Applying Nendo Dango Technique for Germination and Pre Establishment of Native Species on Deforested Areas
Paulo, Robinson Luiz
Zavarize, Danilo G.
MetadataShow full item record
Nendo Dango is a planting technique created by the agriculturist and microbiologist Masanobu Fukuoka, around the 1940’s decade, to reforest some zones of the Asiatic continent with tendency to desertification, while developing the Fukuoka method with no-tillage, also called wild agriculture. This paper’s goal was to evaluate this technique’s efficiency on germination and pre-establishment of native species seeds in a deforested area in the Brejo Comprido’s stream riverbank, in Palmas, state of Tocantins, Brazil. Eight types of native species seeds were selected, arranging them into lake-originated-clay balls around 2 to 3 cm large, disposed in 0.5 meters interspacing, forming an experiment field of 8 m², designed with 5 sample lines and 3 repetitions for statistical analysis, totalizing a 24 m² area. Nine data acquisitions were made to input into calculation the parameters germination percentage (GP), germination velocity rate (GVR) and required germination time (RGT). Results had shown a GP varying from 26.7% to 100%, where 5 of the 8 species seeds well-thrived the environment conditions applied, as well as a GVR varying from 0.36 to 1.35 individuals per day and an RGT varying from 0.17 to 0.26 seeds per day. In a general picture, the technique proved to be efficient for the proposed experiment and chosen native species, supplying the seeds with a good pre-environment for successful germination and pre-establishment.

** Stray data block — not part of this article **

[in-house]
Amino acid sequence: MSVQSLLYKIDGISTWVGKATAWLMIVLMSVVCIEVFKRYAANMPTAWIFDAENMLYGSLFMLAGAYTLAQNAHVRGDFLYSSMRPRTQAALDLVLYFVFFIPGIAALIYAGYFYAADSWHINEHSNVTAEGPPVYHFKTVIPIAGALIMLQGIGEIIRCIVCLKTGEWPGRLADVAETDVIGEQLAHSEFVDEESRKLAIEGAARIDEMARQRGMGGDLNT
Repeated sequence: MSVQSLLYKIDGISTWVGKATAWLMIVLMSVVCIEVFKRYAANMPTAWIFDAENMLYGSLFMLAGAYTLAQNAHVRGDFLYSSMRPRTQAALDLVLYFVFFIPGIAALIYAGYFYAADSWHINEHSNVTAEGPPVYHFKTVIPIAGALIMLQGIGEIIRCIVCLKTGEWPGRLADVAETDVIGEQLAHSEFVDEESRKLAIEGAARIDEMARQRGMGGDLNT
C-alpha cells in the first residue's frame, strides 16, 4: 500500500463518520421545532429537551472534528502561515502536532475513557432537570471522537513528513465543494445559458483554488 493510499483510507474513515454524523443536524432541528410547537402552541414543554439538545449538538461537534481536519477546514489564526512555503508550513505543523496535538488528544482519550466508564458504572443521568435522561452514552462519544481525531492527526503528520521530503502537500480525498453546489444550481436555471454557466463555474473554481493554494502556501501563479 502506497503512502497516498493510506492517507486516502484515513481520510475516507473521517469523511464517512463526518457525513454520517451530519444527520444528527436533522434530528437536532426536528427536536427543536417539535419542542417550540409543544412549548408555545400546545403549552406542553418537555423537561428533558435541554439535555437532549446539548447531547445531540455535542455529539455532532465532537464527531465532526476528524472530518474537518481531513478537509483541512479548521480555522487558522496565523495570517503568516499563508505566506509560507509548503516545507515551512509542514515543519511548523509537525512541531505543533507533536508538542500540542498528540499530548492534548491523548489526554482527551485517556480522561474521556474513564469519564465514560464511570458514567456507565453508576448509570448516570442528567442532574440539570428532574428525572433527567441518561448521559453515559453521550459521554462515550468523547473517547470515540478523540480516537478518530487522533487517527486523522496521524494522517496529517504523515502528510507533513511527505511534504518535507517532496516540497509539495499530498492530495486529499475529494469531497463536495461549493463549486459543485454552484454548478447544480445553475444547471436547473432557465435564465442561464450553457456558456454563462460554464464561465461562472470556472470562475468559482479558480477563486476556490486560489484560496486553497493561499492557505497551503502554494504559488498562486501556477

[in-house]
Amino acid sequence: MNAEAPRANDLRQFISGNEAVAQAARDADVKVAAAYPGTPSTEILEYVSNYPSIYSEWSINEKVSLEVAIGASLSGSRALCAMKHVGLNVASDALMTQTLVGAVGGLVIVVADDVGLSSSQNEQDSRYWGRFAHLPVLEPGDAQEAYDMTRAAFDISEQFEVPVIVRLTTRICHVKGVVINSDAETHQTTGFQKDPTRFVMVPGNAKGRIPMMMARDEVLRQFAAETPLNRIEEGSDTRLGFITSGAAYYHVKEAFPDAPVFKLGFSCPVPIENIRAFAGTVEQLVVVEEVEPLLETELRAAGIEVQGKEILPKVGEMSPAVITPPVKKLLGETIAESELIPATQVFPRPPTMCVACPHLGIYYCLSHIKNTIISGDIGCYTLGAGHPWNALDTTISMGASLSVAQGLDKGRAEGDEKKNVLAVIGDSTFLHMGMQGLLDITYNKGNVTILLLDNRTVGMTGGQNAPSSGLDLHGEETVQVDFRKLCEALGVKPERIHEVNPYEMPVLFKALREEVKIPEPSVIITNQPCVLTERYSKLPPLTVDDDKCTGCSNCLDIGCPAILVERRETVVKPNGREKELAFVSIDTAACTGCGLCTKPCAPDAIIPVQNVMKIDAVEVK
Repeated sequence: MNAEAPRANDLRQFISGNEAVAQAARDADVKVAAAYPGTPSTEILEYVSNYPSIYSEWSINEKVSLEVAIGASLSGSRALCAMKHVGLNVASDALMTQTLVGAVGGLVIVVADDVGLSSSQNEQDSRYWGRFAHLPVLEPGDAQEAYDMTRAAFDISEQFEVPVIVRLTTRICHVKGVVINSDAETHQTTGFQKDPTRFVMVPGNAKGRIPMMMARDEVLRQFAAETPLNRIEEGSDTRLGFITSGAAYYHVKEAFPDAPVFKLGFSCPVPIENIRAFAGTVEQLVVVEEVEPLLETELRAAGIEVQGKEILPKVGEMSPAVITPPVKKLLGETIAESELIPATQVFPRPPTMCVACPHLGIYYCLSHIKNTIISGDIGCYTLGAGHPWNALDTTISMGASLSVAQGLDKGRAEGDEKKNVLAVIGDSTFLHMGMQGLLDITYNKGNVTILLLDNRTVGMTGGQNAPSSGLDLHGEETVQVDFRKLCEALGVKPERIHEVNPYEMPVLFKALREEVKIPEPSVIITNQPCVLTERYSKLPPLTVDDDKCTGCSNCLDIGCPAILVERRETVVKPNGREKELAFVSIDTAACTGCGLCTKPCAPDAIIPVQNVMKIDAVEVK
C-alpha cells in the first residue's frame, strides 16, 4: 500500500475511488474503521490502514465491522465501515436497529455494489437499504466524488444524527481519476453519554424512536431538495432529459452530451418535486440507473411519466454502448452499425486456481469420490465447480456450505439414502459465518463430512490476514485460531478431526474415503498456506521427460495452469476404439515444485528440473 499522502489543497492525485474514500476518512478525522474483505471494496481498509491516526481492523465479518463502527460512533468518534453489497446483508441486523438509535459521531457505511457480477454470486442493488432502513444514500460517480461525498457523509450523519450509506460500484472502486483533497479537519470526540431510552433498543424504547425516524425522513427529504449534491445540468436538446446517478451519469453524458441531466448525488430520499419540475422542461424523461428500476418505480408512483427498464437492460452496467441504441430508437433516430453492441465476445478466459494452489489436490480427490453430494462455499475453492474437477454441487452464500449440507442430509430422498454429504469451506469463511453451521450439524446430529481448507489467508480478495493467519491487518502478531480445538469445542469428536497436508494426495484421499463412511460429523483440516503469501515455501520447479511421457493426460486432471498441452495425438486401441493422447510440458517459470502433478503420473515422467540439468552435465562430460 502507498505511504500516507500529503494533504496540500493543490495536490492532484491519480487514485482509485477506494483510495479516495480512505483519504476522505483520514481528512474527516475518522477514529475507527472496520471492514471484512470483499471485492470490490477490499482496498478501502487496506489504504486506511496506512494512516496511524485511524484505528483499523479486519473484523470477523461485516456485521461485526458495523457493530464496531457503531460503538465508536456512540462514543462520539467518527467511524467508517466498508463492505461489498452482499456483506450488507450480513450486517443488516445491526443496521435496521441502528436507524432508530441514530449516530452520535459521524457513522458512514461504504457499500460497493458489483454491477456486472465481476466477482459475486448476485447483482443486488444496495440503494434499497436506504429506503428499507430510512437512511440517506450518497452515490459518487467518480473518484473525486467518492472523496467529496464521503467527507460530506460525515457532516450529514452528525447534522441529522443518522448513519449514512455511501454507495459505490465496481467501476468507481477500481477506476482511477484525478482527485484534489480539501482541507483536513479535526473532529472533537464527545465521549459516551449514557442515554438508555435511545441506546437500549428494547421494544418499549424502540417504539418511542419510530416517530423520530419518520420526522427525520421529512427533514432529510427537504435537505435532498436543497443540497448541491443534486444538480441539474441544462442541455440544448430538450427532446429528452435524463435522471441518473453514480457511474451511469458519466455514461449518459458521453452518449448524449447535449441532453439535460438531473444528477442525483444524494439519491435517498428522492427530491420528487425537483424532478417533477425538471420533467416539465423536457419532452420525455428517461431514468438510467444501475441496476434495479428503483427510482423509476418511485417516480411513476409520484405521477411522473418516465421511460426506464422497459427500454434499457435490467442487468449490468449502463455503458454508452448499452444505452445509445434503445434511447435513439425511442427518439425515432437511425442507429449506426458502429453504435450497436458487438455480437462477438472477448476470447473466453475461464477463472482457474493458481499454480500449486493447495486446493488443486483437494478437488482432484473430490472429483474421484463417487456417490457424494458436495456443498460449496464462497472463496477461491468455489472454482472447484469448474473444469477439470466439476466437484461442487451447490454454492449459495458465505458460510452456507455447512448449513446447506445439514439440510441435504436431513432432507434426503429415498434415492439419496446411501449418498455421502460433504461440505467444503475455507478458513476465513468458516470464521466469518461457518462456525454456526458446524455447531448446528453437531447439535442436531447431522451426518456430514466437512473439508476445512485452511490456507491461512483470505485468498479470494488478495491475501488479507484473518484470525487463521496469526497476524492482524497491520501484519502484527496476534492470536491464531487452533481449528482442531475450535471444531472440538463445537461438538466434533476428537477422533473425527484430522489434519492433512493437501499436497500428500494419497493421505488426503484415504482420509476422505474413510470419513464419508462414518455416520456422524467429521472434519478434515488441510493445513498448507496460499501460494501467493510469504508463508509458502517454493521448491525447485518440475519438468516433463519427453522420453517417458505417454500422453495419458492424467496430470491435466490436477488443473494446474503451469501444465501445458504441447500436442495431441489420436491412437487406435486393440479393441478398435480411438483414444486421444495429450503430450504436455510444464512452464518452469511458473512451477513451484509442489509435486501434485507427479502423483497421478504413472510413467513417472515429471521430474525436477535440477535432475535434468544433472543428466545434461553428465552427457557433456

- Agriculture